Once data is encrypted and authenticated, it is then signed with a message authentication code (MAC). The recipient can then verify the MAC to ensure the integrity of the data. This is kind of like the tamper-proof foil found on a bottle of aspirin; the consumer knows no one has tampered with their medicine because the foil is intact when they purchase it.
SSL, or Secure Sockets Layer, is an encryption-based Internet security protocol. It was first developed by Netscape in 1995 for the purpose of ensuring privacy, authentication, and data integrity in Internet communications. SSL is the predecessor to the modern TLS encryption used today.
In order to provide a high degree of privacy, SSL encrypts data that is transmitted across the web. This means that anyone who tries to intercept this data will only see a garbled mix of characters that’s nearly impossible to decrypt.
SSL initiates an authentication process called a handshake between two communicating devices to ensure that both devices are really who they claim to be.
SSL also digitally signs data in order to provide data integrity, verifying that the data is not tampered with before reaching its intended recipient.
There have been several iterations of SSL, each more secure than the last. In 1999 SSL was updated to become TLS.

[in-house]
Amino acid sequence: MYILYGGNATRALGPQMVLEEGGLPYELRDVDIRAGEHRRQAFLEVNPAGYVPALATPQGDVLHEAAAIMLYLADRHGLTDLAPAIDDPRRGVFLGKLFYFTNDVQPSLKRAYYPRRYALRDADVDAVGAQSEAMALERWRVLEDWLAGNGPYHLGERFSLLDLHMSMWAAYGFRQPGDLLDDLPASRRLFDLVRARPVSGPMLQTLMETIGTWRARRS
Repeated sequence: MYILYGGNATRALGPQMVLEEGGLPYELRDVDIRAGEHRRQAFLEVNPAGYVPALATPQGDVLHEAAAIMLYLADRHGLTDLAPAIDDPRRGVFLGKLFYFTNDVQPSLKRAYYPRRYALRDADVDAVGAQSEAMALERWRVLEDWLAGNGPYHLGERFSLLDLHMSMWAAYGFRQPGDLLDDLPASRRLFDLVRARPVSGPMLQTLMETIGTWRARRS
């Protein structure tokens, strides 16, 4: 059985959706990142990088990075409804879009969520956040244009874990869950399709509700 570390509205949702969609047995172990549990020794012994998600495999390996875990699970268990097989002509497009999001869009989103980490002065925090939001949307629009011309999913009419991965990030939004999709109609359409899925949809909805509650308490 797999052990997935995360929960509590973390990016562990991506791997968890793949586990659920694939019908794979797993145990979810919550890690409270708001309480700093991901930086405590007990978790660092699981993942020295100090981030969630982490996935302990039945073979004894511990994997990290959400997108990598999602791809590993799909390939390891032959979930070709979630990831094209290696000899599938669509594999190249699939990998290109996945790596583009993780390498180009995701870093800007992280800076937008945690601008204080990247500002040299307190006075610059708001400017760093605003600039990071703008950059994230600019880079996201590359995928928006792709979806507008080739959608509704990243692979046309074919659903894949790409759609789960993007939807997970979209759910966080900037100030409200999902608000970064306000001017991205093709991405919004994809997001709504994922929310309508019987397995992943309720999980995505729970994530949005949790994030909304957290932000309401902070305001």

SSL certificates are what enable websites to move from HTTP to HTTPS, which is more secure. An SSL certificate is a data file hosted in a website’s origin server. SSL certificates make SSL/TLS encryption possible, and they contain the website’s public key and the website’s identity, along with related information. Devices attempting to communicate with the origin server will reference this file to obtain the public key and verify the server’s identity. The private key is kept secret and secure.
What information does an SSL certificate contain?
The domain name that the certificate was issued for
Which person, organization, or device it was issued to
Which certificate authority issued it
The certificate authority’s digital signature
Associated sub domains
Issue date of the certificate
Expiration date of the certificate
The public key (the private key is kept secret)
The public and private keys used for SSL are essentially long strings of characters used for encrypting and decrypting data. Data encrypted with the public key can only be decrypted with the private key, and vice versa.
Every SSL/TLS connection begins with a “handshake” – the negotiation between two parties that nails down the details of how they’ll proceed. The handshake determines what cipher suite will be used to encrypt their communications, verifies the server, and establishes that a secure connection is in place before beginning the actual transfer of data. This all happens in the background, thankfully – every time you direct your browser to a secure site a complex interaction takes place to make sure that your data is safe.
The SSL or TLS handshake enables the SSL or TLS client and server to establish the secret keys with which they communicate